VoIP Like You Give a Damn

When I checked out Google’s blog post Tuesday about its Free the Airwaves project, which aims to convince the FCC to approve the use of the white spaces between the spectrum vacated by analog television channels for broadband access, I saw it offered the ability to phone your Congressman. I thought that was kind of cool, so I clicked through to learn more.

I found myself at the master’s thesis of Fred Benenson — a VoIP-based program called Cause Caller that mixes IP telephony and activism. At the site you can enter your telephone number and Cause Caller makes a VoIP call to one of a randomized list of Congressional reps. So far 11 people have made calls on behalf of the Google campaign, which is exactly where things stood on Tuesday when Google provided the link. On the site Benenson said he funds the project himself, so I wondered if an influx of Google calls might bankrupt him, or if Google had volunteered to help offset costs.

Apparently the answer to both is no, and since few calls have been made so far, Benenson may not have to worry. So far Benenson says his most expensive cause has been an effort to impeach President George W. Bush that generated 1,000 calls, but also says he pays less than 3 cents a minute for VoIP and uses Amazon’s EC2 for his servers and Asterisk for the PBX. The EC2 is the most expensive part of the project, which in total has cost him about $500 so far. Benenson has a day job at Creative Commons, so he’s not looking for a revenue model, and says he doesn’t mind footing the bill so far.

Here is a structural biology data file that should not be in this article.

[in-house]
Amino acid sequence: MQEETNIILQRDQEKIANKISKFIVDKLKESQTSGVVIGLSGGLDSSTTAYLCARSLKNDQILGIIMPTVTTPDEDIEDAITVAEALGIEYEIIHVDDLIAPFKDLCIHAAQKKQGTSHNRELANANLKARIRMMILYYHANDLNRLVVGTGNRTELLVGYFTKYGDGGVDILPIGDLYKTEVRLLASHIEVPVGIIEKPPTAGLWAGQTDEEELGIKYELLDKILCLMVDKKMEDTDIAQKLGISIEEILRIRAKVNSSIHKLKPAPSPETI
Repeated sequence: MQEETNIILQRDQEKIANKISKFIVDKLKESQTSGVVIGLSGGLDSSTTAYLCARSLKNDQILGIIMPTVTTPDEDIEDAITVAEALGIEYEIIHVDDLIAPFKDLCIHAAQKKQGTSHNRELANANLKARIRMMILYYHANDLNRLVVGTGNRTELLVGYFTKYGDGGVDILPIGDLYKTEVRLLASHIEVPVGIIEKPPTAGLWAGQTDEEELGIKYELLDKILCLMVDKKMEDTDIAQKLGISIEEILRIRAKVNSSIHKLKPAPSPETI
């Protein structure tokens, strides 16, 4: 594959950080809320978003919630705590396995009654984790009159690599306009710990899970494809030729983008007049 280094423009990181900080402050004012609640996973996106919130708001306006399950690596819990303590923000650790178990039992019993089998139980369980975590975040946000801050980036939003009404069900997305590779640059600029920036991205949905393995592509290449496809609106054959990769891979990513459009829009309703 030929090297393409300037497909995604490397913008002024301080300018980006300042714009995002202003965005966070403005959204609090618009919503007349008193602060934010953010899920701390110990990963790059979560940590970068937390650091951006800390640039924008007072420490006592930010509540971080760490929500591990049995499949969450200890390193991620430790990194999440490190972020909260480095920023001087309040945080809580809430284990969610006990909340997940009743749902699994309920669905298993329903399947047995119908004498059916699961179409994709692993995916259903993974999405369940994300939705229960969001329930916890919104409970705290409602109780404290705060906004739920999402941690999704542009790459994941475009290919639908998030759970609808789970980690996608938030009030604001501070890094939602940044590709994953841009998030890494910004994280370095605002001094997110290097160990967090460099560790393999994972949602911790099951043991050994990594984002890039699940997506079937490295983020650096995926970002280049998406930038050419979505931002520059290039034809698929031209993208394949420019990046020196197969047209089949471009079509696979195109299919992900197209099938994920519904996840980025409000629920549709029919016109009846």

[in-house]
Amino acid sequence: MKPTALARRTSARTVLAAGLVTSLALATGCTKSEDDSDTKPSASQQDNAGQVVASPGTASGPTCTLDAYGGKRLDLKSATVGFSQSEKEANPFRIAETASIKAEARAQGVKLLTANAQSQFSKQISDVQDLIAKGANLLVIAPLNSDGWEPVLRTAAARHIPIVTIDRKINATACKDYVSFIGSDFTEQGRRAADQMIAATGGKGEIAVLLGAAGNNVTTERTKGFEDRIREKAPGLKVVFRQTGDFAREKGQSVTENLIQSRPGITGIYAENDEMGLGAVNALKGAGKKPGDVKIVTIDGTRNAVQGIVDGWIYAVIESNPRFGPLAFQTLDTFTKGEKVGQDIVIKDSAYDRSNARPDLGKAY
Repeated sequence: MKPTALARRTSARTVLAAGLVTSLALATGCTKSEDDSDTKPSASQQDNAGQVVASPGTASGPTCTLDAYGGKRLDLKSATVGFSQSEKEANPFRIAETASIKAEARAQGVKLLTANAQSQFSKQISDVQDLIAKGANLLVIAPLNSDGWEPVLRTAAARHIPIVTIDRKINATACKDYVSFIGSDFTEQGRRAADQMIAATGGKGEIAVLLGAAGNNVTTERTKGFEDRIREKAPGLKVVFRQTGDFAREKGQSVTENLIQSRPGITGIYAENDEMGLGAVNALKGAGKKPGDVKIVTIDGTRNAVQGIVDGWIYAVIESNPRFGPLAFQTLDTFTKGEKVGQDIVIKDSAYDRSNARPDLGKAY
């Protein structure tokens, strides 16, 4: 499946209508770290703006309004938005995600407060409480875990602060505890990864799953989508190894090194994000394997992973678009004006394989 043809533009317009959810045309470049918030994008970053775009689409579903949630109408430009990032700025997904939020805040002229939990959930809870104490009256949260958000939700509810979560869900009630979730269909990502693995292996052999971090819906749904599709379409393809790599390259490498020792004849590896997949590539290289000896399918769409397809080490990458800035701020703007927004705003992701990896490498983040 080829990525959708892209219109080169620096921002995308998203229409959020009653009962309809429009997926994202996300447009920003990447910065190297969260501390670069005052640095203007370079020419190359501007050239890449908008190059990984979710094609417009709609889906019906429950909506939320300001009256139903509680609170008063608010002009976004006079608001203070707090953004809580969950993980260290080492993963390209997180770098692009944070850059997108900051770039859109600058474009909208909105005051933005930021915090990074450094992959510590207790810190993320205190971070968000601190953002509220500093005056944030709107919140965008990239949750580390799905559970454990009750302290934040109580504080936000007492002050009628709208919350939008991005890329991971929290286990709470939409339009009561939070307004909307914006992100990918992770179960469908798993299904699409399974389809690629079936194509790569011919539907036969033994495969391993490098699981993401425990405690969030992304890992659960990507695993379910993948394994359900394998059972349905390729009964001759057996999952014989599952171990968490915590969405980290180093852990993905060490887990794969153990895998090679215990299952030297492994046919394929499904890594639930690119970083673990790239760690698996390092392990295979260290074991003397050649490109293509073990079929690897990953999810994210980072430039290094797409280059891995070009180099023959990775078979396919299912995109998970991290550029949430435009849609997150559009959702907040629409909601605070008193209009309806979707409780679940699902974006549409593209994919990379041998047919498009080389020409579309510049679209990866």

“I keep it alive because it’s a fun hobby,” Benenson says. “I basically did the whole site by myself from the design to the VoIP programming, so I kind of took a long hiatus, but now I’m ramping up and starting to blog about it again. The Google notice is like a shot in the arm.”

Cause Caller strikes me as one of the more interesting ways that technology can intersect with politics, with the potential to make a greater impact than emailing petitions and encouraging voter engagement by texting a candidate’s running-mate announcement.